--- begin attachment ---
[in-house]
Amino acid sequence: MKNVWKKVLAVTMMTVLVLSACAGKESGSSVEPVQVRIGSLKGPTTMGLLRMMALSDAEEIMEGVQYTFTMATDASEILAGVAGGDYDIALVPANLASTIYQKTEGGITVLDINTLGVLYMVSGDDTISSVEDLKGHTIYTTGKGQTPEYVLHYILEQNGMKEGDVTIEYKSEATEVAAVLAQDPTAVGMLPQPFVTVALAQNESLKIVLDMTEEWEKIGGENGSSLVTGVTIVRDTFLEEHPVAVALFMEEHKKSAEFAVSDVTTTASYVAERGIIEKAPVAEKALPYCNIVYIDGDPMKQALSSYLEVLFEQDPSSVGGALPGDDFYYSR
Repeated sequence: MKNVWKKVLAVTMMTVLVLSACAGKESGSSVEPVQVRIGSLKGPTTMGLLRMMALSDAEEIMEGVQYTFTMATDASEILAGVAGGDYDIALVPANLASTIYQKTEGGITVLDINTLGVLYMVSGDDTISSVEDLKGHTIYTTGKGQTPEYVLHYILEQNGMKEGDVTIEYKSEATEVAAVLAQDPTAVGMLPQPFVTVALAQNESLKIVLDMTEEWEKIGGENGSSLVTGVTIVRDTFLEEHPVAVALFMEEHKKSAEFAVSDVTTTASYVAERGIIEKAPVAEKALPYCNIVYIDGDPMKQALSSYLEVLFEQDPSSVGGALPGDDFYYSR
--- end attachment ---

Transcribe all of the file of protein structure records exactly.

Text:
[in-house]
Amino acid sequence: MKNVWKKVLAVTMMTVLVLSACAGKESGSSVEPVQVRIGSLKGPTTMGLLRMMALSDAEEIMEGVQYTFTMATDASEILAGVAGGDYDIALVPANLASTIYQKTEGGITVLDINTLGVLYMVSGDDTISSVEDLKGHTIYTTGKGQTPEYVLHYILEQNGMKEGDVTIEYKSEATEVAAVLAQDPTAVGMLPQPFVTVALAQNESLKIVLDMTEEWEKIGGENGSSLVTGVTIVRDTFLEEHPVAVALFMEEHKKSAEFAVSDVTTTASYVAERGIIEKAPVAEKALPYCNIVYIDGDPMKQALSSYLEVLFEQDPSSVGGALPGDDFYYSR
Repeated sequence: MKNVWKKVLAVTMMTVLVLSACAGKESGSSVEPVQVRIGSLKGPTTMGLLRMMALSDAEEIMEGVQYTFTMATDASEILAGVAGGDYDIALVPANLASTIYQKTEGGITVLDINTLGVLYMVSGDDTISSVEDLKGHTIYTTGKGQTPEYVLHYILEQNGMKEGDVTIEYKSEATEVAAVLAQDPTAVGMLPQPFVTVALAQNESLKIVLDMTEEWEKIGGENGSSLVTGVTIVRDTFLEEHPVAVALFMEEHKKSAEFAVSDVTTTASYVAERGIIEKAPVAEKALPYCNIVYIDGDPMKQALSSYLEVLFEQDPSSVGGALPGDDFYYSR